– What kind of ideas did you have for various jokes and references to the TV series in the movie?

Yamada:  There were some in the script that Yoshida-san wrote and I also added a fair amount myself. During the TV series, there were a lot of references and visuals that were stuffed in, but there were also a lot of scenes and gags that weren’t included there that I wanted to scoop up for the movie. While I was drawing the storyboards, I also included some things that popped into my head there.

– The reason why Yui was late for the graduation ceremony was revealed.

Yamada:  The reason itself was settled to be that Yui wanted to touch Guita in the ceremony and so she was late, but it wasn’t finished in the TV series. For the movie, we could take that kind of point and expand on that bit to complete it. It was quite entertaining. As I was working on it, I felt nostalgic. “These girls would do that kind of thing, wouldn’t they?” I think if you watch the movie and TV series back to back, you’d be able to enjoy it more. The final scene was a shock not seen since “Give me wings” in episode 1.

Yoshida:  Actually, I really love that scene. For me, it really symbolizes what work K-On! is. It really leaves an impression on you.

– Director Yamada, what were you very careful with when turning the script into storyboards?

Yamada:  Making the movie enjoyable and logical for people who were seeing the film for the first time and for people unfamiliar with the setting and characters. For example, after the “We met an angel!” scene, Azusa says “It wasn’t very good!” People who weren’t familiar with the manga or TV series wouldn’t understand the meaning behind that phrase. But I was also careful that, when putting in things that have been built up to the movie, new viewers would be able to make conclusions. For that, it would be like the photograph and flower that Yui hands to Azusa. I felt people familiar with the TV series would feel that completes the moment while people who didn’t watch it wouldn’t feel uncomfortable in that scene.

– Nearly all the characters appear in the movie, don’t they?

Yamada:  Nakayama P says it’s “because it’s a festival.” We included everyone so that all the fans would be able to see their favorites.

– Wasn’t it difficult to include every single character?

Yoshida:  Since there were scenes at the school, it wasn’t impossible for them to appear.

Yamada:  It made me happy that we were able to take advantage of delving into the characters previously. There were a lot of things that weren’t able to be shown in the TV series. However, getting Sawa-chan to appear in London was quite troublesome. (laughs) It was challenging to show that without having the audience feel like they were being fooled or going “why’d she show up?”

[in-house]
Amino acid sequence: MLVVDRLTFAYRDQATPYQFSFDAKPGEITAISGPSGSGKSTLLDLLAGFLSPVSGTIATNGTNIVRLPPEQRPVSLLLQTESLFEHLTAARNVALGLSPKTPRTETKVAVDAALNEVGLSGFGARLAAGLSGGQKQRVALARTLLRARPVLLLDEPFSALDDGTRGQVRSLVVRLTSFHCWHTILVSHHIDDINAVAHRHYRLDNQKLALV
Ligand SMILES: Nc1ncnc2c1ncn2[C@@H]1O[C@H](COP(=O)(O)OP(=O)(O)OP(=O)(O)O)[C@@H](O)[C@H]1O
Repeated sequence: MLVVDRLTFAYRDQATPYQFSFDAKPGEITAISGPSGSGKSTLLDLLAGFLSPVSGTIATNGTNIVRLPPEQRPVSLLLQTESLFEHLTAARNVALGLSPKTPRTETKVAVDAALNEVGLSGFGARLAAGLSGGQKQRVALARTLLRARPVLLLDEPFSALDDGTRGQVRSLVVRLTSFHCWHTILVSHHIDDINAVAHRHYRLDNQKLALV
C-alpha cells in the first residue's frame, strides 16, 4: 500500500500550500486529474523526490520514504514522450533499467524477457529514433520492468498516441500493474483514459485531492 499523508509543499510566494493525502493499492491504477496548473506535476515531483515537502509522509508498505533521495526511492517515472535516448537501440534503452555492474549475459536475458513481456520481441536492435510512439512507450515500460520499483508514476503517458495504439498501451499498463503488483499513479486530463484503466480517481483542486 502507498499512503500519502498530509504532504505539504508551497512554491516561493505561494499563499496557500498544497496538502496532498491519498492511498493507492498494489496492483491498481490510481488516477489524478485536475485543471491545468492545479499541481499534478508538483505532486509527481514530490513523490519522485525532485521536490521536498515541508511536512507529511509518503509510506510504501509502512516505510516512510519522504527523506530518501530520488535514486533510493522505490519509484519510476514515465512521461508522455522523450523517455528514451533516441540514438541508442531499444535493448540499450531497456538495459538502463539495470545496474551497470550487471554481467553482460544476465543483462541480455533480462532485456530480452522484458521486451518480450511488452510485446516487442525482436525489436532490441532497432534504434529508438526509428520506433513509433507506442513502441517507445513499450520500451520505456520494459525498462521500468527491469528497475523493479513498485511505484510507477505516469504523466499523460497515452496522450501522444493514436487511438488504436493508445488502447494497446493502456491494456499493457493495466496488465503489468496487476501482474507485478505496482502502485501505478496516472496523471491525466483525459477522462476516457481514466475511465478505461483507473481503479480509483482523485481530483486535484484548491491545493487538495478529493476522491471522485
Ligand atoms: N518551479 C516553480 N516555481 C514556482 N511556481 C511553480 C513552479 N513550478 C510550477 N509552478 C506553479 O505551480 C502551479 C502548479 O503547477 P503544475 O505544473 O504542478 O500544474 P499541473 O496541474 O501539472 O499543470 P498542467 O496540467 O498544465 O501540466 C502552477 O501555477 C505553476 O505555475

Yoshida:  It really was.

Yamada:  But Sawa-chan’s quick England trip was pretty much the same schedule that Nakayama-san had when we were location hunting. Adults are amazing. (laughs)


Pretending to be Death Devil is a symbol of K-On!

– This movie is divided into 4 parts. Let’s talk about each one, starting with the first part.

Yamada:  The open is certainly striking, isn’t it? I really love them pretending to be Death Devil and fighting amongst themselves. (laughs) It’s certainly representative of K-On!’s stupidity; that constant joking sense that always comes out. When you’re a student, you can overdo things and be alright.  At first, Azusa is surprised but she later starts to think they’re idiots….

– They just randomly switched to heavy metal for some reason.

Yamada:  I think they’re the kind of people who saw heavy metal, hard rock, or something like that with the motions and thought it’d be a good chance to try something like it. (laughs) Ricchan has that aura like she went to study those motions. Mio also moved like she was trying to play it. The person with the biggest problem has to be Tsumugi though. She must be thinking “How could I remember this?!”(laughs) However, the girls aren’t doing this for themselves; they’re pretending to play for someone else.  If you take a glimpse of this scene, you’d think it’s just a gag, but really it’s a spot that shows how they act for everyone else. It feels amazingly deep and that’s why I really love it.

– Did you both think of a way to start the film like that opening from the start of development?

Yamada:  It was very important to get a grasp of everyone. (laughs)

Yoshida:  Right. We thought about how to show something that felt like K-On! from the very start.

– The scene in the hallway where the girls take out the trash is quite nice. It feels like the photographers did their best to make the light appear so beautiful.

Yamada:  They really thought about how the scene would be set and where they wanted the light to be so that it wouldn’t appear in any unlikely places just like live-action shots.  Due to all that work, it became a scene that exaggerates their upcoming graduation, a moment where you get a glimpse of them becoming adults.

– In that scene, Yui drops candy wrappers along the hallway. It feels related to the scene in the C-part where the sleepy Azusa starts to follow the wrappers on the floor at the hotel among other things.

Yamada:  Being able to draw out that “Ah!” sensation is certainly something K-On! does while it also feels like this is something Japanese as well.

Yoshida:  Also, I think director Yamada has a certain love for Ton-chan. (laughs)

Yamada:  I just thought it would be a nice thing to spread some gravel along the bottom of Ton-chan’s water tank for the movie. (laughs) When the photography staff asked me what I would like for the movie, I requested “wouldn’t it be nice if we made the gravel look gorgeous?” And then I got a “Uh, that gravel, right?” in response. (laughs) When we were at a music meeting for the movie, I was asked “What pieces from the TV series would you like to use again in the film?” I replied “Please use the ‘Have some tea?’ and Ton-chan’s theme again.” (laughs) Ton-chan is important. Being able to see his close-up on the big screen was certainly indescribable.